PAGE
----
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Perceptual video quality estimation by regression with myopic experts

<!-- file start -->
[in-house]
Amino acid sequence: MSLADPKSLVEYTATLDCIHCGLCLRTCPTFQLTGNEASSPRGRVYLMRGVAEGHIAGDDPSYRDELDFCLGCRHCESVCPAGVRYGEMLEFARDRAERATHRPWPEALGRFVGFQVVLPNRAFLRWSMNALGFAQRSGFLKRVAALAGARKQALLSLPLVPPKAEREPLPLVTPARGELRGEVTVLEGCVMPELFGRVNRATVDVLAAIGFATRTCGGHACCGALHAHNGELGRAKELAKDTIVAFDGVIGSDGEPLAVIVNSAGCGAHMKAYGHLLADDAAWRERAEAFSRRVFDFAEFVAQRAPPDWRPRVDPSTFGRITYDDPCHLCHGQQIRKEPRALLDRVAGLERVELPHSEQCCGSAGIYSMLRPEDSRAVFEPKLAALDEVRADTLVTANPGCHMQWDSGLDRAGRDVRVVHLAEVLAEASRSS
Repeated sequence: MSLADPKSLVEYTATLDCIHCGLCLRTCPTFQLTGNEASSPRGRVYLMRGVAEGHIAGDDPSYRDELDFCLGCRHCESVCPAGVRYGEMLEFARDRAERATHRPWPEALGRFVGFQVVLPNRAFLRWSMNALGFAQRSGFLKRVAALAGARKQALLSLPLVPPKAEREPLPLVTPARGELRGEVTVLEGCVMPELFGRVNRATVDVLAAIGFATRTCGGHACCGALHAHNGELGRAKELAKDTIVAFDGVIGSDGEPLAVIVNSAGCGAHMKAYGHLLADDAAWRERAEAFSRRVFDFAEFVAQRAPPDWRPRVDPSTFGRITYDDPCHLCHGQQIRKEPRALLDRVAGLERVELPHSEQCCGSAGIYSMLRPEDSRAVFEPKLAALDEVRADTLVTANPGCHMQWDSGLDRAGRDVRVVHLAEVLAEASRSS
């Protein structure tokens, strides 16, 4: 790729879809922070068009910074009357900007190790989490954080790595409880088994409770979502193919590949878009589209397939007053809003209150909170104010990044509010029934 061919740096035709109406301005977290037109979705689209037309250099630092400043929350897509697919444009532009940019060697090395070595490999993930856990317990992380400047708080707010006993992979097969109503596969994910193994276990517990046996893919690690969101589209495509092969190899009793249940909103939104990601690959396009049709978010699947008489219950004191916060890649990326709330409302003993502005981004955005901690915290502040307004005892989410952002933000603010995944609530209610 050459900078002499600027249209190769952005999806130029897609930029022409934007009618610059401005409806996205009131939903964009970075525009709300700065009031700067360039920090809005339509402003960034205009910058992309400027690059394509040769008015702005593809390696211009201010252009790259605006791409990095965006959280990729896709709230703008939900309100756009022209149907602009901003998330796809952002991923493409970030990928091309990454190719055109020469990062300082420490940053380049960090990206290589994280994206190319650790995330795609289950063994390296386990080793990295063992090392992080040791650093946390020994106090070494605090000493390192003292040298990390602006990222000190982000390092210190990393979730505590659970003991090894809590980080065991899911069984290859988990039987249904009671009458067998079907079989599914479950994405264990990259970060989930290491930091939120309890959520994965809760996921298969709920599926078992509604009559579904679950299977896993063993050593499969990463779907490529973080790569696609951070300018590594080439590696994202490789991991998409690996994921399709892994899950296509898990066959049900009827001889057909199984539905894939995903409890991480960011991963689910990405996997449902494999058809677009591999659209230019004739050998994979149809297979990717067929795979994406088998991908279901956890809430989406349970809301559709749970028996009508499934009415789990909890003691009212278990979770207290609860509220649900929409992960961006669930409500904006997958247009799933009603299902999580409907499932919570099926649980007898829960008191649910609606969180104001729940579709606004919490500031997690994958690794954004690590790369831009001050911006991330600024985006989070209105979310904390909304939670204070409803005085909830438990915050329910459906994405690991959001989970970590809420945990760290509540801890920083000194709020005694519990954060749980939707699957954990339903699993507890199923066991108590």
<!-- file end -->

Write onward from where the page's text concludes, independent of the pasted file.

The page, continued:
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Objective video quality metrics can be viewed as 'myopic' expert systems that focus on particular aspects of visual information in video, such as image edges or motion parameters. We conjecture that the combination of many such high-level metrics leads to statistically-significant improvement in the prediction of reference-based perceptual video quality in comparison to each individual metric. To examine this hypothesis in a systematic and rigorous manner, we use: (i) the LIVE and the EPFL/PoliMi databases that provide the difference mean opinion scores (DMOS) for several video sequences under encoding and packet-loss errors; (ii) ten well-known metrics that range from mean-squared error based criteria to sophisticated visual quality estimators; (iii) five variants of regression-based supervised learning. For 400 experimental trials with random (non-overlapping) estimation and prediction subsets taken from both databases, we show that the best of our regression methods: (i) leads to statistically-significant improvement against the best individual metrics for DMOS prediction for more than 97% of the experimental trials; (ii) is statistically-equivalent to the performance of humans rating the video quality for 36.75% of the experiments with the EPFL/PoliMi database. On the contrary, no single metric achieves such statistical equivalence to human raters in any of the experimental trials.